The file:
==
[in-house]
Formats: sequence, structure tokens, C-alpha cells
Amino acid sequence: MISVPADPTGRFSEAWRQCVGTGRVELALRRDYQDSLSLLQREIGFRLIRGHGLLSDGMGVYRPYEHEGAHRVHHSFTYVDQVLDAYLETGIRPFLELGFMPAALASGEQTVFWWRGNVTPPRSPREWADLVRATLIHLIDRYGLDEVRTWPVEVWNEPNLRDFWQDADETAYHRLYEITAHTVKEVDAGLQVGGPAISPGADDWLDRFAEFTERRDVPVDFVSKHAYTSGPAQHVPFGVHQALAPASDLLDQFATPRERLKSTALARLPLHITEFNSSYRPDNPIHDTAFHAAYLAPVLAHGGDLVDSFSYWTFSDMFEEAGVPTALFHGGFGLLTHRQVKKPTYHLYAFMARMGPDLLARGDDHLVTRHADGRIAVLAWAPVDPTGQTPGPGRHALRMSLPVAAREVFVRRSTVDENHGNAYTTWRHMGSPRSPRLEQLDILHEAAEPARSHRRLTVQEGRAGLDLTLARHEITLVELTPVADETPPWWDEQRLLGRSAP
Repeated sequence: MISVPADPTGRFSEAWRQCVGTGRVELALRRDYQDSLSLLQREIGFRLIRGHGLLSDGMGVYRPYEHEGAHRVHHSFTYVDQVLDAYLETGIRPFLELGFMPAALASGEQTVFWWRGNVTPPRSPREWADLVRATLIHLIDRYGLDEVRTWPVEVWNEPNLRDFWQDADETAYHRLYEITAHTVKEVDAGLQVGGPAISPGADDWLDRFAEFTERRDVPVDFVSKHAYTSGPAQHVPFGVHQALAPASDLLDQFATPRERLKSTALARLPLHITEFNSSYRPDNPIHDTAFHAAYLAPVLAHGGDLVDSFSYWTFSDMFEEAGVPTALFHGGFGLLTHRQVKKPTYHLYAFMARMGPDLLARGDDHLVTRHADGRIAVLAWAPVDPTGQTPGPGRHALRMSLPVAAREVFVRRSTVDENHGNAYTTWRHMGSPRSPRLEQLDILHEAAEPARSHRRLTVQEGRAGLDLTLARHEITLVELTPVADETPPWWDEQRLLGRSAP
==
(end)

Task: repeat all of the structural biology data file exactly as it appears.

[in-house]
Formats: sequence, structure tokens, C-alpha cells
Amino acid sequence: MISVPADPTGRFSEAWRQCVGTGRVELALRRDYQDSLSLLQREIGFRLIRGHGLLSDGMGVYRPYEHEGAHRVHHSFTYVDQVLDAYLETGIRPFLELGFMPAALASGEQTVFWWRGNVTPPRSPREWADLVRATLIHLIDRYGLDEVRTWPVEVWNEPNLRDFWQDADETAYHRLYEITAHTVKEVDAGLQVGGPAISPGADDWLDRFAEFTERRDVPVDFVSKHAYTSGPAQHVPFGVHQALAPASDLLDQFATPRERLKSTALARLPLHITEFNSSYRPDNPIHDTAFHAAYLAPVLAHGGDLVDSFSYWTFSDMFEEAGVPTALFHGGFGLLTHRQVKKPTYHLYAFMARMGPDLLARGDDHLVTRHADGRIAVLAWAPVDPTGQTPGPGRHALRMSLPVAAREVFVRRSTVDENHGNAYTTWRHMGSPRSPRLEQLDILHEAAEPARSHRRLTVQEGRAGLDLTLARHEITLVELTPVADETPPWWDEQRLLGRSAP
Repeated sequence: MISVPADPTGRFSEAWRQCVGTGRVELALRRDYQDSLSLLQREIGFRLIRGHGLLSDGMGVYRPYEHEGAHRVHHSFTYVDQVLDAYLETGIRPFLELGFMPAALASGEQTVFWWRGNVTPPRSPREWADLVRATLIHLIDRYGLDEVRTWPVEVWNEPNLRDFWQDADETAYHRLYEITAHTVKEVDAGLQVGGPAISPGADDWLDRFAEFTERRDVPVDFVSKHAYTSGPAQHVPFGVHQALAPASDLLDQFATPRERLKSTALARLPLHITEFNSSYRPDNPIHDTAFHAAYLAPVLAHGGDLVDSFSYWTFSDMFEEAGVPTALFHGGFGLLTHRQVKKPTYHLYAFMARMGPDLLARGDDHLVTRHADGRIAVLAWAPVDPTGQTPGPGRHALRMSLPVAAREVFVRRSTVDENHGNAYTTWRHMGSPRSPRLEQLDILHEAAEPARSHRRLTVQEGRAGLDLTLARHEITLVELTPVADETPPWWDEQRLLGRSAP